- Scrub brush (or an old toothbrush)
- Lukewarm water
- Washing machine
STEP 1 It’s best to attack a grass stain right away. Don’t let it set in, if you can help it! Start by scraping off any excess dirt or material from the stained area. Next, having laid the grass stain face down on an absorbent towel or cloth, sponge a bit of rubbing alcohol onto the stain. The alcohol, a solvent, should help dissolve the dirt. Blot as much of the stain as possible onto the towel beneath.
Sponge the area with lukewarm water and allow it to dry. Be aware: Heat can permanently set a protein into the fibers it’s bonded to, so do not use hot water. (Similarly, you won’t want to run the article through the dryer until you’ve inspected it first to be sure the stain has come out.)
Next, select a detergent containing protease, an enzyme that combats proteins by breaking down the large molecules, so they can be washed away. Pour a bit of this detergent, at full strength, onto the grass stain, letting it sit for 15 to 30 minutes. A stain pretreater that contains enzymes (most do) would be an appropriate substitute.
After pretreating, loosen the stain from the fabric by gently scrubbing it from the back with a scrub brush or old toothbrush. If the stain is old and isn’t budging, soak it for several hours in a mixture of lukewarm water and a capful of enzyme detergent.
Finally, put the stained article in a load of wash on a cool or lukewarm water cycle. Check the affected area before transferring the article from the washer to the dryer. If you notice that the stain isn’t completely gone, repeat the process before drying.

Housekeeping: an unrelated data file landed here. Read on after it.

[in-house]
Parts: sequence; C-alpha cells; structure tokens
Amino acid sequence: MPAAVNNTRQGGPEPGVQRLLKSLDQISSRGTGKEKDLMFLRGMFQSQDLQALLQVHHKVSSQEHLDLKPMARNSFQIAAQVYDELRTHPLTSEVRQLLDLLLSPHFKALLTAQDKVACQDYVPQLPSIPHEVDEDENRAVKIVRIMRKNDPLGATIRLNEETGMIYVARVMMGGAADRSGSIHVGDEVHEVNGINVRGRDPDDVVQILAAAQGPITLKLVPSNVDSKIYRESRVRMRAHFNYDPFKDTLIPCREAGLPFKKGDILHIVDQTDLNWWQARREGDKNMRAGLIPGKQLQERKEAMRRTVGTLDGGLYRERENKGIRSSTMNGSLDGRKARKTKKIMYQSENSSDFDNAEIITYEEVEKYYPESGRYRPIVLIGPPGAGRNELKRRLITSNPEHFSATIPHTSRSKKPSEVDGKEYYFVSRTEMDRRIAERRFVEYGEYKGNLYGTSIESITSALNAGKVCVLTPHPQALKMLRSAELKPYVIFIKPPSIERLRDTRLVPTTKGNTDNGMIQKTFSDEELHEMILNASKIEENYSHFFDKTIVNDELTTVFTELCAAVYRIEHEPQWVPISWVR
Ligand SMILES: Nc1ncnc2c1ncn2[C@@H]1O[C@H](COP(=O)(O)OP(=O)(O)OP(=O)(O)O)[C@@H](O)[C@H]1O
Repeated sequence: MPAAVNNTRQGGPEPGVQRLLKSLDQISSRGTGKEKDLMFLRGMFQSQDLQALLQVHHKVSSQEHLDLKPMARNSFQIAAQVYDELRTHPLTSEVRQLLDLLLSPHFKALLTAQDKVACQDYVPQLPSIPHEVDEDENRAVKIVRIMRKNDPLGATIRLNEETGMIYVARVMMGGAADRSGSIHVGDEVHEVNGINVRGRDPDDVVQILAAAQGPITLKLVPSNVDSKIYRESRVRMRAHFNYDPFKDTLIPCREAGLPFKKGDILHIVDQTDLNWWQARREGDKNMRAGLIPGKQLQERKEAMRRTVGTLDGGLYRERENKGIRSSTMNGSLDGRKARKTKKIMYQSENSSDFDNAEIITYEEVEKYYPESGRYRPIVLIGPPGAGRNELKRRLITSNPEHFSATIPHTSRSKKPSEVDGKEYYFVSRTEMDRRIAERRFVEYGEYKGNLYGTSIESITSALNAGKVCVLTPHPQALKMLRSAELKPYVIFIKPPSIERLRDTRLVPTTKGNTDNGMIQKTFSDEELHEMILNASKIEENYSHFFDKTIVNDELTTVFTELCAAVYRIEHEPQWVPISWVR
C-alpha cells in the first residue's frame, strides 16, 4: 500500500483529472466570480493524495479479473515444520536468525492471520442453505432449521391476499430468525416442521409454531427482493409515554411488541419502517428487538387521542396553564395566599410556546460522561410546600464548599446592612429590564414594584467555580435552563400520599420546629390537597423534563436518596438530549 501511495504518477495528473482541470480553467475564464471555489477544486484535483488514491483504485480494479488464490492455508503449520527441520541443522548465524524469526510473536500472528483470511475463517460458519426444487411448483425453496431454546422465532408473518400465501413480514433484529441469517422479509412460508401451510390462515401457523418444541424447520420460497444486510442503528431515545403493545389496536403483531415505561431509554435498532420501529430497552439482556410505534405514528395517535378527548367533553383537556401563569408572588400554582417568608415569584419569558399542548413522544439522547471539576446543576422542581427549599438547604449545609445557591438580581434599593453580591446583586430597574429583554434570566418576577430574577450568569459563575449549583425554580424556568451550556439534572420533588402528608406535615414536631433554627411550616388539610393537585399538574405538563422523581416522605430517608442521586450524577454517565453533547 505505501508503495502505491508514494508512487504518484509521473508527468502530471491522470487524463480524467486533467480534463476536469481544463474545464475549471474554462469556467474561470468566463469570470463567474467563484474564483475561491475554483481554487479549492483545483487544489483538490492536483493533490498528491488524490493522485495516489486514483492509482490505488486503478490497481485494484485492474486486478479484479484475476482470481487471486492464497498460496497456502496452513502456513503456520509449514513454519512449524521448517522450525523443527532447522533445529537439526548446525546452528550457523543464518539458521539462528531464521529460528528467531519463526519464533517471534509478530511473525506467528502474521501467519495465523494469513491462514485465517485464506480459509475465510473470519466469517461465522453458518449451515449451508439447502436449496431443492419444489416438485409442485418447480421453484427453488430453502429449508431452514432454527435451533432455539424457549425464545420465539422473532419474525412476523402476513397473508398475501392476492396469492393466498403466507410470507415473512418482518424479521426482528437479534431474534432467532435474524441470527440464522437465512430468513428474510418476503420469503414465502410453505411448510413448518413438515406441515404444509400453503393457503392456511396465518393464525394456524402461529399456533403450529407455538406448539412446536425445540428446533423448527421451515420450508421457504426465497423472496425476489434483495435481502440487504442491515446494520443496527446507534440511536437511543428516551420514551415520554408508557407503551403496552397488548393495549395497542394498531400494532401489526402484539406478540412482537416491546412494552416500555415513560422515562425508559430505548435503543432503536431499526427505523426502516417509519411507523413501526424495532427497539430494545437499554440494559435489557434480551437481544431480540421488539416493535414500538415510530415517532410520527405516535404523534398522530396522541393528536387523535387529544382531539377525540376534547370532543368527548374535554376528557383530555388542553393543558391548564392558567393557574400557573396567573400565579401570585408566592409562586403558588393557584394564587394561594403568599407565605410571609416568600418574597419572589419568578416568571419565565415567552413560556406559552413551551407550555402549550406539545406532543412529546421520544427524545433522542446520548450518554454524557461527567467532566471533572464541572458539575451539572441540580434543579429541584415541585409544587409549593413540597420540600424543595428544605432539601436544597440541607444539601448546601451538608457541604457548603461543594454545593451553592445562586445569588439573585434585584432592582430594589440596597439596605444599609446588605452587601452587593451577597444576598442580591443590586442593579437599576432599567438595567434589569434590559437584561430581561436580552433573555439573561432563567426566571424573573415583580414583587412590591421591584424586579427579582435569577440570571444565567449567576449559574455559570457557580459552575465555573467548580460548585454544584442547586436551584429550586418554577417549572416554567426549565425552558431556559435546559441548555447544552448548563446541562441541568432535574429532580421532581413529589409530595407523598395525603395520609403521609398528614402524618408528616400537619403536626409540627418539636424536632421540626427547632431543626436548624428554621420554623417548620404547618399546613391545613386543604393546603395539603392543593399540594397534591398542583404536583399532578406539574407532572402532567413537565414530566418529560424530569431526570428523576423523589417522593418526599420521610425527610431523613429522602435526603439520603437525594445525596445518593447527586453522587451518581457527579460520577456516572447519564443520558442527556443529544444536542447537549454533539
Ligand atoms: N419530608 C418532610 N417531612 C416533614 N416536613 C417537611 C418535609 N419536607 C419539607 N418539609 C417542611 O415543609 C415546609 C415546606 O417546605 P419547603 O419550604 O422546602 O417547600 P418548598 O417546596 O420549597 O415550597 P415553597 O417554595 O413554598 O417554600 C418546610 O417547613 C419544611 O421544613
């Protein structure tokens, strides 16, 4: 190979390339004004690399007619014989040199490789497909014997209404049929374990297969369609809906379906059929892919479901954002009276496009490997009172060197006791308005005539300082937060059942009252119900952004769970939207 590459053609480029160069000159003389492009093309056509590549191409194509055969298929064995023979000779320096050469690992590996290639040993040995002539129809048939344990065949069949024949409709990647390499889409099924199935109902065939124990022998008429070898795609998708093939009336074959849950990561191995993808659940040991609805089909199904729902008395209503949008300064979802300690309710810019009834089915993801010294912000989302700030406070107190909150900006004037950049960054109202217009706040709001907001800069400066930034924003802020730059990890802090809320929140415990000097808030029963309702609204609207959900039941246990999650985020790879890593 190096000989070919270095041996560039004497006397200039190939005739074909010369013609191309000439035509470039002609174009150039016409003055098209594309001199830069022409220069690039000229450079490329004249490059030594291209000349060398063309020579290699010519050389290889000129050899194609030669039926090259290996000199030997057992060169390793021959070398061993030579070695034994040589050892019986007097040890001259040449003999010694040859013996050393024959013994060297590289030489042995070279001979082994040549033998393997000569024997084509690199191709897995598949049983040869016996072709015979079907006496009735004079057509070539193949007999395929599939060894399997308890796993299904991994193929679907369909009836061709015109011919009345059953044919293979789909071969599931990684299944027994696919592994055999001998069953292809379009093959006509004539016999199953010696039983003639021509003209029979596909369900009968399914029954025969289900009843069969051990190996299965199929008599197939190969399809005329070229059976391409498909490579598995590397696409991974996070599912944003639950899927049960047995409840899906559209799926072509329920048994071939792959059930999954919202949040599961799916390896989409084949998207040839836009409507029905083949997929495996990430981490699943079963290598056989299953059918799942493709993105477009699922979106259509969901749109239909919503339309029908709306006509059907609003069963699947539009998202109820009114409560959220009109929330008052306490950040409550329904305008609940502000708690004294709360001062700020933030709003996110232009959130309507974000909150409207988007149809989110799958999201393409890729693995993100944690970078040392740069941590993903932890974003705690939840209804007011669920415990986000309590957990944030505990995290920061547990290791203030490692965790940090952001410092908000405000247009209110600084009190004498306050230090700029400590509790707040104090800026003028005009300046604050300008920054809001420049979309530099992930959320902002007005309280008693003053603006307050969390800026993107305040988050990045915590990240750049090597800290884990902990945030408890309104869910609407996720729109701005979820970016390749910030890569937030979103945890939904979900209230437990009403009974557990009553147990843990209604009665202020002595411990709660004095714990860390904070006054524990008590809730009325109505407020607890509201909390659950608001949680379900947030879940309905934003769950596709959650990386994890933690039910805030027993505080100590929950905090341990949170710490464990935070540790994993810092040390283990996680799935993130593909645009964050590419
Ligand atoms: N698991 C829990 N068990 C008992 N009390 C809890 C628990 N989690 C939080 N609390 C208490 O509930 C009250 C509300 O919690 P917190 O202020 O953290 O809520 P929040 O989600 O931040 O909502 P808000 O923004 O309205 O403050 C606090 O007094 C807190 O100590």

Getting out the door is not without its difficulties. Misplaced keys, sunglasses, or phones can leave the best of us scrambling for our belongings on our way out of the house. That’s why Jenni at I Spy DIY set out to make a custom storage solution that could check essentials at the door and help streamline her life. Read on for her stunning yet simple DIY.
An unsightly scratch in your new hardwood floors—or worse, the expensive mahogany table you splurged on in a recent dining room redesign—can be enough to turn your hair gray. But before you start to stress over normal wear and tear, rest assured that there is an easy and inexpensive trick that can minimize slight damage to your favorite wood surfaces. Moreover, that fix might just be hiding out in your pantry, camouflaged as a favorite afternoon snack.
Crack open the shell of a walnut and dig out the meaty portion—one nut should be enough for one scratch, so no need to sacrifice an entire handful. Run the nut back and forth over the scratch a few times in the same direction as the wood grain, then rub your finger over the scratch to warm the wood even further. Let the scratch sit for about five minutes, and finish by buffing it with a soft cloth. The oils from the nut will form a layer over the scratch, filling it in and darkening it so that your furniture will look as good as new. The best part of this simple solution? You get to reward yourself for a job well done with a tasty treat of leftover walnuts.